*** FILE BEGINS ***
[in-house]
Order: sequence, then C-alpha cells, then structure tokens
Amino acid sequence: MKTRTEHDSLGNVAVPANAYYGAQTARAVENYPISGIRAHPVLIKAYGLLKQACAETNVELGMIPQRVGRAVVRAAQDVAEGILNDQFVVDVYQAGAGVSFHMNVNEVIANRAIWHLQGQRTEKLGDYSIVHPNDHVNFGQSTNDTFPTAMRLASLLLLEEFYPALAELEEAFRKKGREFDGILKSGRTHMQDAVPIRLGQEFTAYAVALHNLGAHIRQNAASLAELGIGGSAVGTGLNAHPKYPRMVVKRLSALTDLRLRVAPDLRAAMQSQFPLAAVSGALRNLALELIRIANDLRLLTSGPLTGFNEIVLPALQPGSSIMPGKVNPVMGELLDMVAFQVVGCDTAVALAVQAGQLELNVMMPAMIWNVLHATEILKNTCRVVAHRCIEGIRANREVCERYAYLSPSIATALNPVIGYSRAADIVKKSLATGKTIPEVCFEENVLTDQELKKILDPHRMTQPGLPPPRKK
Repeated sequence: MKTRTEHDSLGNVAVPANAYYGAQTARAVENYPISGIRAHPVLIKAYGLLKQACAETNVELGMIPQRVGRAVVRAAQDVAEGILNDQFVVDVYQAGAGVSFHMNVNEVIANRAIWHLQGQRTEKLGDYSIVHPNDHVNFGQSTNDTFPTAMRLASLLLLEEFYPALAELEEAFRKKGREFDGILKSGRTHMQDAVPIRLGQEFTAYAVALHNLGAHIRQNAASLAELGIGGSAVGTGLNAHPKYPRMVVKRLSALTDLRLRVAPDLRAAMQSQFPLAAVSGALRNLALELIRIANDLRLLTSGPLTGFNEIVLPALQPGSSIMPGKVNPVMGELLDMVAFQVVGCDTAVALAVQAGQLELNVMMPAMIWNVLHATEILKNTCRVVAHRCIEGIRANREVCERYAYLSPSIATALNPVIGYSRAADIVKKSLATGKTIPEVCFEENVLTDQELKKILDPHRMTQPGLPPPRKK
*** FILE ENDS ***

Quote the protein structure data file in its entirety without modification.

[in-house]
Order: sequence, then C-alpha cells, then structure tokens
Amino acid sequence: MKTRTEHDSLGNVAVPANAYYGAQTARAVENYPISGIRAHPVLIKAYGLLKQACAETNVELGMIPQRVGRAVVRAAQDVAEGILNDQFVVDVYQAGAGVSFHMNVNEVIANRAIWHLQGQRTEKLGDYSIVHPNDHVNFGQSTNDTFPTAMRLASLLLLEEFYPALAELEEAFRKKGREFDGILKSGRTHMQDAVPIRLGQEFTAYAVALHNLGAHIRQNAASLAELGIGGSAVGTGLNAHPKYPRMVVKRLSALTDLRLRVAPDLRAAMQSQFPLAAVSGALRNLALELIRIANDLRLLTSGPLTGFNEIVLPALQPGSSIMPGKVNPVMGELLDMVAFQVVGCDTAVALAVQAGQLELNVMMPAMIWNVLHATEILKNTCRVVAHRCIEGIRANREVCERYAYLSPSIATALNPVIGYSRAADIVKKSLATGKTIPEVCFEENVLTDQELKKILDPHRMTQPGLPPPRKK
Repeated sequence: MKTRTEHDSLGNVAVPANAYYGAQTARAVENYPISGIRAHPVLIKAYGLLKQACAETNVELGMIPQRVGRAVVRAAQDVAEGILNDQFVVDVYQAGAGVSFHMNVNEVIANRAIWHLQGQRTEKLGDYSIVHPNDHVNFGQSTNDTFPTAMRLASLLLLEEFYPALAELEEAFRKKGREFDGILKSGRTHMQDAVPIRLGQEFTAYAVALHNLGAHIRQNAASLAELGIGGSAVGTGLNAHPKYPRMVVKRLSALTDLRLRVAPDLRAAMQSQFPLAAVSGALRNLALELIRIANDLRLLTSGPLTGFNEIVLPALQPGSSIMPGKVNPVMGELLDMVAFQVVGCDTAVALAVQAGQLELNVMMPAMIWNVLHATEILKNTCRVVAHRCIEGIRANREVCERYAYLSPSIATALNPVIGYSRAADIVKKSLATGKTIPEVCFEENVLTDQELKKILDPHRMTQPGLPPPRKK